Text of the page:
Tea Party Patriots Weekly Legislative Update for 03/01/15
Listen to the legislative update here:
The House will return to work on Monday, with first scheduled no earlier than 6:30 PM. They’ll stay in session through Thursday, with the last vote no later than 3 PM.
The Senate will return to work on Monday, with the first order of business being the cloture vote on the motion to go to conference with the House on H.R. 240, the Department of Homeland Security funding bill. That will take place at 5:30 PM.
On Tuesday morning, the House will host a Joint Session of Congress to hear an address from Israeli Prime Minister Benjamin Netanyahu.
AUTHORIZATION FOR THE USE OF MILITARY FORCE:
More than six months and 2,300 airstrikes ago, claiming authority derived from the Authorization for the Use of Military Force that authorized President George W. Bush to go after al-Qaeda in 2001, the Obama Administration launched military action against Islamic radicals in Syria and Iraq. A few weeks ago, the President finally requested a new Authorization for the Use of Military Force to allow him to deploy military assets against the Islamic State.
The text of that AUMF reminds me of Winston Churchill’s description of Russia – “a riddle wrapped in a mystery inside an enigma.”
One wag went so far as to say the President’s request amounts to this: “Dear Congress: I humbly request the authority to do whatever the hell I want even though I already have the authority to do it anyway. Love, Barack.”
Here’s the problem: In a town known for vague language, where qualifying phrases are tossed about like Dan Snyder voodoo dolls after a Redskins loss, this is one of the most qualified statements I’ve ever seen.
The proposed AUMF grants the President the authority to “use the armed forces of the United States as the president determines to be necessary and appropriate against ISIL or associated persons or forces.” There is NO geographic boundary to where he can choose to deploy forces or engage in operations. But there is an ambiguously-worded limitation: The AUMF “does not authorize the use of the United States armed forces in enduring offensive ground combat operations” – but it does not define what is meant by “enduring” (is that one week? One month? One year?) or “offensive” (is a counter-attack an “offensive” operation?) or even “ground combat operations” (is the use of close air support authorized, or not?).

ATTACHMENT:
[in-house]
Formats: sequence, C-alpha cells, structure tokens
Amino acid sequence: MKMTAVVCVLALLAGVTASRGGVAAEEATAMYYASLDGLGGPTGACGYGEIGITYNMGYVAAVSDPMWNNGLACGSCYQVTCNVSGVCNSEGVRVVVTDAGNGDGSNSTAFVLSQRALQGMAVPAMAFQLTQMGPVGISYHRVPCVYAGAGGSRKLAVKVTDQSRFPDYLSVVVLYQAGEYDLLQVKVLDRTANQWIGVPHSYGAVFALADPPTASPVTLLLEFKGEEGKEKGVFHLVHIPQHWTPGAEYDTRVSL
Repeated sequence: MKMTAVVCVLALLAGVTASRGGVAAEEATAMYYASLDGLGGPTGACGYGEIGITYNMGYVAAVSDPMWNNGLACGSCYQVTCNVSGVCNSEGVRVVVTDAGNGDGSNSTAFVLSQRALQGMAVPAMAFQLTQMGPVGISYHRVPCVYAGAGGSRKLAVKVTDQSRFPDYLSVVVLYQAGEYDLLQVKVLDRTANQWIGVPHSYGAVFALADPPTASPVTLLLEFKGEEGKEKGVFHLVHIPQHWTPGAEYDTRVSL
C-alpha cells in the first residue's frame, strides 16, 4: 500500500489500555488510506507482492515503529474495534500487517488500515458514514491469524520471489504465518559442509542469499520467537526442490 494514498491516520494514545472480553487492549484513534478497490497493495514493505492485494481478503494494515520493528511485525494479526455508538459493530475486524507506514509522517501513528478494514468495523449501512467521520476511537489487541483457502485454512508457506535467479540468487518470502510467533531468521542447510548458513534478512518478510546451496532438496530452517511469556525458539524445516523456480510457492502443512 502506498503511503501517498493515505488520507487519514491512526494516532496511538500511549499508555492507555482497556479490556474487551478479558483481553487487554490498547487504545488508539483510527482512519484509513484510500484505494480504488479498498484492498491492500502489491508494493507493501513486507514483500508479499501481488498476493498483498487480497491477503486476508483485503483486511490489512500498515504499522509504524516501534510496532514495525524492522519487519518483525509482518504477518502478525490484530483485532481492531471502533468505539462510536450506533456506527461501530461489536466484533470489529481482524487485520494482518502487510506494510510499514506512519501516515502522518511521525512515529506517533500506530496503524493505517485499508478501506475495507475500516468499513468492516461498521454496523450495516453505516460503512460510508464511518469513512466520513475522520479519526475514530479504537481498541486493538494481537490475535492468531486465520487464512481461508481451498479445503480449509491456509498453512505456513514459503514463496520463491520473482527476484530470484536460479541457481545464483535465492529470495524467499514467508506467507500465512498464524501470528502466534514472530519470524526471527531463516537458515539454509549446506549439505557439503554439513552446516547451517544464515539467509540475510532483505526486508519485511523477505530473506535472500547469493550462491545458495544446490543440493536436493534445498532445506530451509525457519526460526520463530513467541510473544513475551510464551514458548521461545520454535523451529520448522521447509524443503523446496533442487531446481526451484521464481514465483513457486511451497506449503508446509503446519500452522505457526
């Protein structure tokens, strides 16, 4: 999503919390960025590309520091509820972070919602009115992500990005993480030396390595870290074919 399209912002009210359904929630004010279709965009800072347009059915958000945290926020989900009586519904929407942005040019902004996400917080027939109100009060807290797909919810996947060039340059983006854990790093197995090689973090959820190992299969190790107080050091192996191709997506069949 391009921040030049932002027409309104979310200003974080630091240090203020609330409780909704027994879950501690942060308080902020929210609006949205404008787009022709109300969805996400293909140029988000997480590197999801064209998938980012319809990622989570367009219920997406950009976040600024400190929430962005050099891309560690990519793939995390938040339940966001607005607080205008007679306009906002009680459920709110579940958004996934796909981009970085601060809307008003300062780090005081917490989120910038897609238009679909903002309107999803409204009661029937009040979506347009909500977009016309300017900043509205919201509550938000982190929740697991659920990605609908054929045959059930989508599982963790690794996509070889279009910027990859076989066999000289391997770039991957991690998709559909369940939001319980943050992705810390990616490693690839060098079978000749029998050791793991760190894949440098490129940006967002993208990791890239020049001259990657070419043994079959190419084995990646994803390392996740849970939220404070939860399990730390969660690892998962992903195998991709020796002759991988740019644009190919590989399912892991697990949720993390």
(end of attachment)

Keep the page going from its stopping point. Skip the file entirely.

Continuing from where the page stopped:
Moreover, the AUMF authorizes these activities for three years – which would give the next president more than a year of authorization to engage however he or she saw fit.
That’s what’s got Democrats on Capitol Hill spooked – they’re worried the AUMF is drafted so broadly it could be interpreted by a future Republican President to authorize a much broader intervention.
Republicans on Capitol Hill, on the other hand, see just the opposite problem. They suspect it was written as broadly as it was because the Obama Administration basically wants to share the blame if and when it fails to work.
So Congress has begun hearings. The Senate Foreign Relations Committee held a closed Top Secret/Sensitive Compartmented Information (TS/SCI) hearing on January 29, and last Wednesday, and will hold a second closed TS/SCI hearing on Tuesday afternoon featuring the Director of the Defense Intelligence Agency. The Senate Armed Services Committee has not yet scheduled any hearings to deal specifically with either ISIS or the AUMF, but there is a hearing set for Tuesday with the new Defense Secretary, Ashton Carter, that will review the President’s FY 2016 Defense Authorization request, and I imagine the AUMF will come up for discussion there.
EX-IM BANK REAUTHORIZATION:
You’ll recall a deal was cut late last summer to extend the authorization for the Ex-Im Bank through June 30 of this year. Both House Majority Leader Kevin McCarthy and Financial Services Chairman Jeb Hensarling oppose its reauthorization.
It seems GOP presidential wannabes have figured out that the base of the party does not like crony capitalism or corporate welfare, and they’re trying to show off their street cred by bashing Ex-Im.
Over the weekend, meeting with very well-heeled GOP donors at the Club for Growth’s meeting at The Breakers in Palm Beach, Jeb Bush, Scott Walker, Marco Rubio, Bobby Jindal, Mike Pence, and Ted Cruz all came out for eliminating Ex-Im entirely.
Apparently angry at being left off the invitation list to address rich GOP conservative donors, Sen. Lindsay Graham let fly with his own thoughts on Ex-Im reauthorization: He said this week that there is “no way in Hell” he will let Ex-Im shut down. In that flowery language so many Senators find appropriate, he continued, saying opposition to the bank “makes no friggin’ sense.”